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DMin, Leadership and Global Perspectives: Crafting Ministry in an Interconnected World

Sexuality, purity culture, and the need for wise guides

Written by: on March 7, 2019

I have a confession to make. I watch the Bachelor. With much of life being lived very full and more serious than it probably needs to be, the Bachelor is a silly way to relax and analyze the social dynamics of unrealistic dating.  The reality show known by us as “the best of the worst tv” is trash tv at its finest. For those of you not participating in this subculture of polygamous dating to find “the one” via rose offerings in a near game show series, let me give you a quick update. This season of the Bachelor features Colton, a twenty-seven-year-old male who is desperate to find a wife after failing in his appearance on a previous season of the show. The most notable thing about Colton besides his previous football career is that he is a virgin. Colton’s virginity looms large as he whittles down the number of ladies from nearly thirty to three, all of which he is falling for.

The big question one has to ask when watching this season is, “Why does it matter that Colton is a virgin?” Well, first of all it makes good television. In a show that is all about hooking up, being the lead star with a harem of beautiful women means that the topic will drive more viewers and more drama for all. Second, and more interestingly, there is an obsession with sex and sexuality that is a big sociological change in American culture over the last thirty years.  More specifically, there is an expectation that one will have had sex at least once before marriage.[1] This makes those who have not had sex outliers and conversation pieces. (The irony here is that those who have not had sex don’t know what they are missing and don’t have anything to compare, nor do they have to worry about potential complications of previous intimate relationships. Yet, the reversal still stands.)

This week’s book topic of discussion, Divine Sex: A Compelling Vision for Christian Relationships in a Hypersexualized Age by Jonathon Grant approaches the reversal from chastity to sexually experienced when considering both the church and broader culture.  Grant is interested in exploring the complexities of the relationship between the church and modern culture to begin to propose an alternative perspective of personal identity and how it integrates the sexual aspects of oneself.  As Grant states at the end of his first chapter, “The basic conviction of this book is that Christian faith and secular culture exist in complex interrelationship. This creates both challenges and opportunities for discipleship.”[2]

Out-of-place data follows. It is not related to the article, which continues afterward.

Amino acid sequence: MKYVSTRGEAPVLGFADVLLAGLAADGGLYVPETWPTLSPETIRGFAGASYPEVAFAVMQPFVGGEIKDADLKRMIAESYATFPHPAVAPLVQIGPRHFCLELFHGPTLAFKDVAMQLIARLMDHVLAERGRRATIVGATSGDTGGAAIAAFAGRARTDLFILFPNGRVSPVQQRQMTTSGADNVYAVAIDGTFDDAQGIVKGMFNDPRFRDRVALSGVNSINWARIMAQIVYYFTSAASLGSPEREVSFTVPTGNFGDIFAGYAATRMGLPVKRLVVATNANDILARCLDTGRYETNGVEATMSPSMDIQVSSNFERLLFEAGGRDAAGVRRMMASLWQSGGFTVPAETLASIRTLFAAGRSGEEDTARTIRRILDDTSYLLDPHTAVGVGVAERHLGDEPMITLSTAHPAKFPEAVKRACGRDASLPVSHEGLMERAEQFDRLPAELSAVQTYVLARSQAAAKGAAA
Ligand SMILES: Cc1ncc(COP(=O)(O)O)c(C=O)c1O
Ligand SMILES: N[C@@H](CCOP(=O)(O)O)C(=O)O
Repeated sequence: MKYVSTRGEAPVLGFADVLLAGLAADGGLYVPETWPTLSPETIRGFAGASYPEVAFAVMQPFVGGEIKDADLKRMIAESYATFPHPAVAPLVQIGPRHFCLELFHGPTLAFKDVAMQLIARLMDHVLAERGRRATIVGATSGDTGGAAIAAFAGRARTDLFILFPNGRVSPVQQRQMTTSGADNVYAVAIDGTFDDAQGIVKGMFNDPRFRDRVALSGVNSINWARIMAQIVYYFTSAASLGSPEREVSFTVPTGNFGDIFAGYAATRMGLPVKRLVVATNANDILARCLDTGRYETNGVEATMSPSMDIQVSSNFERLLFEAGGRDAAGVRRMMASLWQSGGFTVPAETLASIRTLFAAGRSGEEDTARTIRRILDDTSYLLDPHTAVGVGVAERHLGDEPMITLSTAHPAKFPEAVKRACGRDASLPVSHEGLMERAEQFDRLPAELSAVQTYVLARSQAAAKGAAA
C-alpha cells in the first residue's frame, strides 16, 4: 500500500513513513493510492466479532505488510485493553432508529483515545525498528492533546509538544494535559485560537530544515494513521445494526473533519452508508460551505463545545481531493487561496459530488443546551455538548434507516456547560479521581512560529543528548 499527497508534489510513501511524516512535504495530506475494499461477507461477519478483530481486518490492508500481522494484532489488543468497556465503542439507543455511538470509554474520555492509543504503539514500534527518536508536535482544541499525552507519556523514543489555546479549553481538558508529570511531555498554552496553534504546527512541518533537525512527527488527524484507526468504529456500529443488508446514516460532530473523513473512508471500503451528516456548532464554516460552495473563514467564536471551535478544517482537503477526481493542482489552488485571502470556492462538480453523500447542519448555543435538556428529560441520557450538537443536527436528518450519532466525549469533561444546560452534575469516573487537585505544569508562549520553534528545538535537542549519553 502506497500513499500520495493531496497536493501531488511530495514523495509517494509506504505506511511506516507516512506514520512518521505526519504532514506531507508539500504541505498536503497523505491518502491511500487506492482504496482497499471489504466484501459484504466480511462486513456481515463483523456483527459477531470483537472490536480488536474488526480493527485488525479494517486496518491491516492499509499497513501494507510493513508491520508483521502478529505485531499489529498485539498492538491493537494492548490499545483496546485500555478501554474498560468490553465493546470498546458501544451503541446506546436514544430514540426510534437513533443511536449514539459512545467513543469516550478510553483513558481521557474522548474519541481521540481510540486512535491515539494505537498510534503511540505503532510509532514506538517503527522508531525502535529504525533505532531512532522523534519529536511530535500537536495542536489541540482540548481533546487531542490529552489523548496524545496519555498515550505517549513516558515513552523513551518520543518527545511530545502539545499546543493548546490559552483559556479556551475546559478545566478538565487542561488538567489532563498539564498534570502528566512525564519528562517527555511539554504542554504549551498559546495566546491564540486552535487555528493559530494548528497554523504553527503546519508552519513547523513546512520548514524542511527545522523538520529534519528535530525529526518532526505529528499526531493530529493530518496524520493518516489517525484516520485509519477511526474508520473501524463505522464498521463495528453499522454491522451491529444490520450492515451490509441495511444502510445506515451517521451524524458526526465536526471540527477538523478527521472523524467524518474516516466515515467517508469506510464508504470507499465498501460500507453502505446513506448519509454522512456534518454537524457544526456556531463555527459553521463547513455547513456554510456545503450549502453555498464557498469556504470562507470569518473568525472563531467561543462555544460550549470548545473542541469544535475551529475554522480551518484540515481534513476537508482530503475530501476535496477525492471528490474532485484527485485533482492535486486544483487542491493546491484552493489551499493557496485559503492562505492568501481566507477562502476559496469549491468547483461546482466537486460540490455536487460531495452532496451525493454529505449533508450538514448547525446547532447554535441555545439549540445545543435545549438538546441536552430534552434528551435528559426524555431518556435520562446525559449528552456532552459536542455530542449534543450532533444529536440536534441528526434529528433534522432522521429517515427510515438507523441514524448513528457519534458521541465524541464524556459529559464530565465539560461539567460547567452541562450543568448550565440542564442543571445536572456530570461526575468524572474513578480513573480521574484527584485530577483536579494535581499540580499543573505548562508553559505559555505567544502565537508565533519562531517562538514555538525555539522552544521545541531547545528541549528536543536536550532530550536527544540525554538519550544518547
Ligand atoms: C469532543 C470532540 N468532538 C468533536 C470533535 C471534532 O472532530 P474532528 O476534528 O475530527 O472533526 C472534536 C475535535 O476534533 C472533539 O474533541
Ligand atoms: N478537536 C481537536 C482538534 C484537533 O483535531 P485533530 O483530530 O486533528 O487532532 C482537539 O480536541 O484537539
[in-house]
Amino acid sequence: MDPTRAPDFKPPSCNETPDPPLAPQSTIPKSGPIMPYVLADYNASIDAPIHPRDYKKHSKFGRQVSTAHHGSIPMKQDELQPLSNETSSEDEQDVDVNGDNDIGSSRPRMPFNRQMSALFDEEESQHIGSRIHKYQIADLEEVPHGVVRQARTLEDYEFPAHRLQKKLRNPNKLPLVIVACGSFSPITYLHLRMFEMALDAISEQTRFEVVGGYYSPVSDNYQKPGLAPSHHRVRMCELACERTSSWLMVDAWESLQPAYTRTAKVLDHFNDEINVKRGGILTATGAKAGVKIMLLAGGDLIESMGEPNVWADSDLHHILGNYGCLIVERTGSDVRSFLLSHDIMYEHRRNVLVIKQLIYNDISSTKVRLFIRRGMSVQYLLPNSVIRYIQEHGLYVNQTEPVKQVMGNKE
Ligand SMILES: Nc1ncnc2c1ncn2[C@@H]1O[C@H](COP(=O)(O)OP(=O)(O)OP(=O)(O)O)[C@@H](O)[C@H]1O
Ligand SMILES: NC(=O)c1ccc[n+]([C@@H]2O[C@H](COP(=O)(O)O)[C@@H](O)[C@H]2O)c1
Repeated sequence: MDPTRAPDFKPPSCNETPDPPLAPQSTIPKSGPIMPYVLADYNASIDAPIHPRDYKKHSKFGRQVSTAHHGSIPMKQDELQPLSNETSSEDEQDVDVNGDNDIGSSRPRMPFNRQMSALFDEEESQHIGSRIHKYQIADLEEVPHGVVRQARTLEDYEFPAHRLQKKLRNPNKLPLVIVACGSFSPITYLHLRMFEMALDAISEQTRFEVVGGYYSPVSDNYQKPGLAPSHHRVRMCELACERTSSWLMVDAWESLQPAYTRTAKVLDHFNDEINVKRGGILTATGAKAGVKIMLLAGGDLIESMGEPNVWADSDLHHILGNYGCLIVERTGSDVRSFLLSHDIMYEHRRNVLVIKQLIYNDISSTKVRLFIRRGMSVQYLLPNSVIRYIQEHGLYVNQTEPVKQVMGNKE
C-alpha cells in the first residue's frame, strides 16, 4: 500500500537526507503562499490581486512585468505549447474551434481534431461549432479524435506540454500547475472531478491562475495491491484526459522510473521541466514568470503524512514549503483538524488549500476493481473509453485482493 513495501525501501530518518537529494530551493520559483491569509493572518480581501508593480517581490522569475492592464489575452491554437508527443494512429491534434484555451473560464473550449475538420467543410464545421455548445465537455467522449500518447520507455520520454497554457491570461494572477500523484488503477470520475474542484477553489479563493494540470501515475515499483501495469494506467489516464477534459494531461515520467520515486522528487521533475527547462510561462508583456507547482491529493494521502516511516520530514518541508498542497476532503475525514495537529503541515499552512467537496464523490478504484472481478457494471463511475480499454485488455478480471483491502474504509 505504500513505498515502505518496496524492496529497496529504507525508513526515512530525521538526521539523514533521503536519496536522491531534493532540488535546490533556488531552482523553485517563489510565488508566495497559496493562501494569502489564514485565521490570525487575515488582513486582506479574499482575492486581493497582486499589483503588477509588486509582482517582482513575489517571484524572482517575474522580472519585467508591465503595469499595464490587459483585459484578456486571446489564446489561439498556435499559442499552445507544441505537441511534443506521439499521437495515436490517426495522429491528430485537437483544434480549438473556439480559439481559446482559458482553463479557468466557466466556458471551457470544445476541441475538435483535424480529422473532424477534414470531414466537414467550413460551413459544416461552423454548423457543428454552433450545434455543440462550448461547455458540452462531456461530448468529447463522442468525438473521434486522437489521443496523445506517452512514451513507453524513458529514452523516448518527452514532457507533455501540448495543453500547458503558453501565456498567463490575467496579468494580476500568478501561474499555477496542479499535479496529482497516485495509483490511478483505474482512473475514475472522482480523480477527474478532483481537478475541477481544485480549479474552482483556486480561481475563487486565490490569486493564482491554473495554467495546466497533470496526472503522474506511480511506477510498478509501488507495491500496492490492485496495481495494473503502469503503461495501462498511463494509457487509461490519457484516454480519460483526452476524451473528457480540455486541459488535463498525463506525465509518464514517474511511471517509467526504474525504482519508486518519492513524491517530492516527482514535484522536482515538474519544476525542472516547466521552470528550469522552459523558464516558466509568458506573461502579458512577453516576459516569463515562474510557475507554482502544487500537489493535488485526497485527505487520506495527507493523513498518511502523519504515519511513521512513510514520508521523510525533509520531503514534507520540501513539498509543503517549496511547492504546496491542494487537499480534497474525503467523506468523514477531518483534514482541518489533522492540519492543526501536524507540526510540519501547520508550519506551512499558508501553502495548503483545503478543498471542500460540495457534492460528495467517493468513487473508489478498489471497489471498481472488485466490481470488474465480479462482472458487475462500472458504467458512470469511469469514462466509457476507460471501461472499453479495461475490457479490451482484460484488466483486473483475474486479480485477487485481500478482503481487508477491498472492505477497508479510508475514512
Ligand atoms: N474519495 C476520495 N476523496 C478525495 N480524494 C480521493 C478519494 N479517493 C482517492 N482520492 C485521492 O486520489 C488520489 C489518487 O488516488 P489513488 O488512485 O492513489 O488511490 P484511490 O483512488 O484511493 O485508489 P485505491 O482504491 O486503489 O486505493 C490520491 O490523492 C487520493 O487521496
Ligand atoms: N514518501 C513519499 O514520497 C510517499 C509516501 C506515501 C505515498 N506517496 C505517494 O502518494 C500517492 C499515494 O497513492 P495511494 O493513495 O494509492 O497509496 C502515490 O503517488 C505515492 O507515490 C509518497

Divine Sex utilizes Charles Taylor’s A Secular Age to treat much of what’s happening in society with regard to sexual themes in modern Western culture. In particular, “The age of authenticity is a description of the uniquely modern phenomenon in which individual self-expression (authenticity) with regard to sexual behavior is taken as an ultimate value, such that any suggestion of moral guidance that might curtail sexual expression is not well received or is disregarded.”[3] Being authentic to one’s own sexual expression today is valued over and above moral discernment, as clearly seen in cultural time pieces such as the Bachelor.

As much as Grant connects with Taylor’s work in the first half of the book, there seems to be a missing depth when it comes to application in part two. While being very pragmatic, one reviewer noted Grant does “not engage in substantial ways with rigorous theoretical or empirical research on sexuality.”[4]

Of the growing complexities of our secular era, particularly the perspective on sexuality, there is need of a more well thought through response to the issues Grant presents. In his final section he begins with practices, including centering embodied worship and making the church a hub for growing mature relationships. However, he ends rather weakly, not addressing a myriad of issues and how to begin to approach them. In contrast to last week’s text, which gave well researched yet simplified responses helping to unravel complexity, Grant’s text was disappointing in its conclusion.

One specific area Grant only briefly touches on in chapter eight is that of purity culture and its major implications over nearly thirty years. Purity culture may be one of the primary reasons for the swing of evangelicals into the age of sexual authenticity. In particular, there is a major effect on gender and the way women have responded to evangelical teaching from groups such as Focus on the Family and True Love Waits campaigns.

One author, Linda Kay Klein spent the last twelve years writing on the effects of purity culture on America. From an article recently published about her book, Pure:

“In purity culture both men and women are taught that sex before marriage is wrong. But it’s teenage girls who end up most affected, Klein finds, because while boys are taught that their minds are a gateway to sin, women are taught that their bodies are. After years of being told that they’re responsible for not only their own purity, but the purity of the men and boys around them; and of associating sexual desire with depravity and shame, Klein writes, those feelings often haunt women’s relationships with their bodies for a lifetime.”[5]

It is obvious from Divine Sex, Pure, and even the Bachelor that we need a map and guides along the way, to not be completely lost in our journey. I would argue the map is rooted in Scripture and the guides are mindful mentors who walk alongside with wisdom and a listening presence. My intention is to continue to raise up these mentors as female ministers of the gospel through my research and artifact. These women from a diverse set of backgrounds will have processed any shame with regard to sexuality. They will be able to converse and listen as they guide the next generations of disciples, navigating the terrain of culture with a well-crafted theological compass.